For me, it will always be the next word, the next sentence, the next chapter, and the next book. It’ll always be one story after another. Despite how tiring it may be or how unmotivated I sometimes feel, I’ll keep writing. Stopping midway in this journey is, and never will be, an option.

PS, if you’re curious what Raindrops Book 1 is about, let’s just say it follows the tale of a teenage king in search of his father who many believe to be dead. With the magic in raindrops, this youthful king leaves home to travel to other realms. From the hazardous trip behind enemy lines to the festive East Asian-esque Meihua; from the kingdom hovering above the clouds to the military-driven Bevattna; from the heterogeneous society of a tunneled realm to his duel with the heir of Tentazoa, every step in his adventure uncovers a gem of his past, present, and future. And in one foresight, this young king learns the daunting fate of his own realm. That… is all I can say. Hopefully, you’ll get to read this book one day.

Writing Journey

I’m Not Done Yet! Or am I?


Am I done with this novel? Is it good enough? When can I say I’m truly done?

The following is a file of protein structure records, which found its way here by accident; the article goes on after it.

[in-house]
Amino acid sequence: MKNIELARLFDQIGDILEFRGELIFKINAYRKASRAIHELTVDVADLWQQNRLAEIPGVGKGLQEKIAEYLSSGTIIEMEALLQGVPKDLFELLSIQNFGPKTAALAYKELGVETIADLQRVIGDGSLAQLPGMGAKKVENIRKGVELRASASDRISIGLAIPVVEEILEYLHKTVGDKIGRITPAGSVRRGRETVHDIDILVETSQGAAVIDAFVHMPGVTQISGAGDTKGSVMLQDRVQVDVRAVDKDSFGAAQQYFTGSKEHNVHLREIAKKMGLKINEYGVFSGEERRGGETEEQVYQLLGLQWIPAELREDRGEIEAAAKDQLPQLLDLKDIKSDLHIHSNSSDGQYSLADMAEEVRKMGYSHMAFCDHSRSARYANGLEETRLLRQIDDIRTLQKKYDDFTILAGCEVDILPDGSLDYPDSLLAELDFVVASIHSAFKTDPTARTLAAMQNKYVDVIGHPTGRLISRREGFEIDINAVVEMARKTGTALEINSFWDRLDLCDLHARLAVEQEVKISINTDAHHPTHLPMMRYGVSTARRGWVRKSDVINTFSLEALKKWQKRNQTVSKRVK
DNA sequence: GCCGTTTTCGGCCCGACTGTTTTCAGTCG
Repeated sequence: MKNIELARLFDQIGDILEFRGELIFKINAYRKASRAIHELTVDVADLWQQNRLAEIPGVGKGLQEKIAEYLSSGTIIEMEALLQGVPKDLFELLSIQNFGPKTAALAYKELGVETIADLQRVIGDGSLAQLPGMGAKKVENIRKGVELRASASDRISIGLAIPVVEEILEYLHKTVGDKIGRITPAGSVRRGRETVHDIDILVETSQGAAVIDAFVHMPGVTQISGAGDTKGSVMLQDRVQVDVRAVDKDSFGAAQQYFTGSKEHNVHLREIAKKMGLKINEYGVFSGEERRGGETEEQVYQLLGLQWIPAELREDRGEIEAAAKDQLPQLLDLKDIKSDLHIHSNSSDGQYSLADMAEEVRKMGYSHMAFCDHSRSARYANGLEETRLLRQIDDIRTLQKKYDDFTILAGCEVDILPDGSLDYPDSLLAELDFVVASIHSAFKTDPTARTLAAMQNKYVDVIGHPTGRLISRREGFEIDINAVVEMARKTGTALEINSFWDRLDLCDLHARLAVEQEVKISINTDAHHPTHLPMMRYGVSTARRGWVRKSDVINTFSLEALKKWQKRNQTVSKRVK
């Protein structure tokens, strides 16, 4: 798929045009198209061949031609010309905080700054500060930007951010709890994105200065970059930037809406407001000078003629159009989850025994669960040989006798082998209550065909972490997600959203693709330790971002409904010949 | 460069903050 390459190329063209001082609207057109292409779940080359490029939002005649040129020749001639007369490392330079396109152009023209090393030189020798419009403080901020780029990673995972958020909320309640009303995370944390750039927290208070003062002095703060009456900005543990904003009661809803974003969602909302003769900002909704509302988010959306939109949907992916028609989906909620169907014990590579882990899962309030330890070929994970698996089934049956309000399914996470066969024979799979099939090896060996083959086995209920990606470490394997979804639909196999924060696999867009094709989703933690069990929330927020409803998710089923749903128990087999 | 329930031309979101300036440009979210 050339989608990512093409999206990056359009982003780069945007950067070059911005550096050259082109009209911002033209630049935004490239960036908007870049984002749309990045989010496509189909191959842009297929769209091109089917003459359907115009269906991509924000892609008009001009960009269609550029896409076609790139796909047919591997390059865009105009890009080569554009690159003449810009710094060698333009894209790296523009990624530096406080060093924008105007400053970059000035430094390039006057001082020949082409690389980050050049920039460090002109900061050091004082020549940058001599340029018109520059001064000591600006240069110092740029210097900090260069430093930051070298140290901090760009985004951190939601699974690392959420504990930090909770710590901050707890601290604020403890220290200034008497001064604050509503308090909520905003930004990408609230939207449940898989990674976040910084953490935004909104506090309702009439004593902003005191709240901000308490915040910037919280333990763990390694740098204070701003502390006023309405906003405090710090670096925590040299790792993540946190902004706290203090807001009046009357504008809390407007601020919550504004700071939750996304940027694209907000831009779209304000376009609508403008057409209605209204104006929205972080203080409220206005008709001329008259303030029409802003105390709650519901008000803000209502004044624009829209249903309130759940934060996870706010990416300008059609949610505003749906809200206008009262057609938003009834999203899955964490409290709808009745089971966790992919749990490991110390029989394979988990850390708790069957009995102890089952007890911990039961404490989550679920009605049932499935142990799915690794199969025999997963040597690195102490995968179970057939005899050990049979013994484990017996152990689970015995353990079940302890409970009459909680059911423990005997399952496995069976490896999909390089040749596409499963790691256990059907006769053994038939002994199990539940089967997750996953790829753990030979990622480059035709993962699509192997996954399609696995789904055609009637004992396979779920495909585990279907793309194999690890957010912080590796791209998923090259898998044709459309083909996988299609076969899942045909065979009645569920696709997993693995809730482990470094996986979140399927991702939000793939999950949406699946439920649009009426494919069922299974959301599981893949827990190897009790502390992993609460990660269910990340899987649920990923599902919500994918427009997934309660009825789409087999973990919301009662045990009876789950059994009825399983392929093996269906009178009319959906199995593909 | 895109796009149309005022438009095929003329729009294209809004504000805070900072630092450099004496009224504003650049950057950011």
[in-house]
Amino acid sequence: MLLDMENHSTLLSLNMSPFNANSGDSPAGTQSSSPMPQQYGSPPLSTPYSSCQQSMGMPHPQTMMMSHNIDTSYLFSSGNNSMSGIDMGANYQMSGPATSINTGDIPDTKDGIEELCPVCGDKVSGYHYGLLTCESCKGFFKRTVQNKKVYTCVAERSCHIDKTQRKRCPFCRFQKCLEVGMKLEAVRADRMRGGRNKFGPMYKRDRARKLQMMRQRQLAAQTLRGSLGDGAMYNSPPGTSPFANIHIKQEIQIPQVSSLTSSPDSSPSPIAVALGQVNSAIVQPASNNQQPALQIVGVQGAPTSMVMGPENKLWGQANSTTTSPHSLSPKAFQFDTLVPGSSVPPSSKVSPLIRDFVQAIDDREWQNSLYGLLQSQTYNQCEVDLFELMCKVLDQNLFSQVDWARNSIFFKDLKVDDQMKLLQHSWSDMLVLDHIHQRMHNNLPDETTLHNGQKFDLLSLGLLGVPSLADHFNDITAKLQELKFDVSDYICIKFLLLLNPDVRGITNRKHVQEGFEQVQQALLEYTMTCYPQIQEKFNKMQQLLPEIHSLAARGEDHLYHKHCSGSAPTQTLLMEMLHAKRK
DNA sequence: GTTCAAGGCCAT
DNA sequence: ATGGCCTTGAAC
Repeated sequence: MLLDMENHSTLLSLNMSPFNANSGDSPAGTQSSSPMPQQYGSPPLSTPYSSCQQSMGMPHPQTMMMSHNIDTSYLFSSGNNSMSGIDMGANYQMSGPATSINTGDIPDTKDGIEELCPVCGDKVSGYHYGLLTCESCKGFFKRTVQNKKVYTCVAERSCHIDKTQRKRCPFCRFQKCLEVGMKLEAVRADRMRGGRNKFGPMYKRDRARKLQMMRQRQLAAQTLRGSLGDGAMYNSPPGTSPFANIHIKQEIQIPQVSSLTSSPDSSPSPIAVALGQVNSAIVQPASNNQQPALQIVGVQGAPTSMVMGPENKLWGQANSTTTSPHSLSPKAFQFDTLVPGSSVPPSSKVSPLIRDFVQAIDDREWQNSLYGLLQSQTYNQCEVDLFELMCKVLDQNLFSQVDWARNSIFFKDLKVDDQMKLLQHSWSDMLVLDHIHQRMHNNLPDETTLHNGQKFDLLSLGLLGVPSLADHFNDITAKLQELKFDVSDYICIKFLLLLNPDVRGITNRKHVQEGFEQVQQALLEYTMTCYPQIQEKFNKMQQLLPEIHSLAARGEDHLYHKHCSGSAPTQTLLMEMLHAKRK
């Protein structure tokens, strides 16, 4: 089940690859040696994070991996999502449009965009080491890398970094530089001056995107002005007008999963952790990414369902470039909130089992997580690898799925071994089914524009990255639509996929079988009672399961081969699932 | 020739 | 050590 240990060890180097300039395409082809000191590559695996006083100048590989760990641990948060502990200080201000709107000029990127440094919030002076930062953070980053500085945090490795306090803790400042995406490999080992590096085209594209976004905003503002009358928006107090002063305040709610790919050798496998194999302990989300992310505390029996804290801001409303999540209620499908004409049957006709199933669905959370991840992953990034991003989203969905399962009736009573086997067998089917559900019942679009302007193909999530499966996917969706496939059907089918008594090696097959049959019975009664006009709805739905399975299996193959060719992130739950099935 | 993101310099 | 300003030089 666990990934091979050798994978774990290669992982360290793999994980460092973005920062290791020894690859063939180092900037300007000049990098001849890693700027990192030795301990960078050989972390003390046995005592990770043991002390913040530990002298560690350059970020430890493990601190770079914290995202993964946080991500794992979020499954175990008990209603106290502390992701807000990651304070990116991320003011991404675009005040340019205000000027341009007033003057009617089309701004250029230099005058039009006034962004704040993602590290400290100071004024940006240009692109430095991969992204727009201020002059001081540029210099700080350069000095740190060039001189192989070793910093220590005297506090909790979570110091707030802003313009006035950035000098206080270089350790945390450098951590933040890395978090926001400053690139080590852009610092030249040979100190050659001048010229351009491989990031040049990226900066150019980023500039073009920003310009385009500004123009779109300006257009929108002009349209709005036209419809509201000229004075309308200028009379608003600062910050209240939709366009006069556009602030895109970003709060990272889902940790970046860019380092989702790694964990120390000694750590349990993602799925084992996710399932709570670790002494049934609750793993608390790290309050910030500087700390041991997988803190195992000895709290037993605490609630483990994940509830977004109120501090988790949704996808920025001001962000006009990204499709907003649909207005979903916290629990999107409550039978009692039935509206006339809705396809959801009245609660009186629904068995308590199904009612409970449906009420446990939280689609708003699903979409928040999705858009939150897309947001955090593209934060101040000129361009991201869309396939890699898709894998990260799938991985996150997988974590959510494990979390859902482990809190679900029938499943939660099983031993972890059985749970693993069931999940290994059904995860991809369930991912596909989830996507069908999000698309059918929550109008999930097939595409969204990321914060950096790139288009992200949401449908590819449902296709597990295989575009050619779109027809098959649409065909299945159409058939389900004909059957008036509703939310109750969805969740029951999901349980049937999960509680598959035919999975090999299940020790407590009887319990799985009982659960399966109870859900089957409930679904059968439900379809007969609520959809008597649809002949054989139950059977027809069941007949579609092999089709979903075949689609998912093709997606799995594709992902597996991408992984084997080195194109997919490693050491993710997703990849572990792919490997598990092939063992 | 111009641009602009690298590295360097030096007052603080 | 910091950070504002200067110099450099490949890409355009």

As a writer, I always ask myself these questions. But the fact is, one can never say a novel is truly done. There’s no benchmark. There’s no checklist. There’s just me… and my novel. I’m the judge of when it’s complete. And yet, I cannot judge. I wonder if the extra rounds of editing would make my book worse. I oscillate between editing again or leaving it as it is. I don’t know what to do! Help! The uncertainty drives me crazy. But recently, I’ve come to a realisation.

Whenever I edit my novels, I mostly dislike what I read. I’m rarely happy with the text before me. I always think my story sucks – that I’m not a good writer – and I know I’m not alone. But in the midst of that, there’ll be a moment in time – a second of contentment – that hits me like an unforeseen kiss. It’s rare. It doesn’t happen as frequently as I hope it would. And it only transpires after I’ve grown tired with my work. This emotion comes after my self-loathing is replaced with fatigue.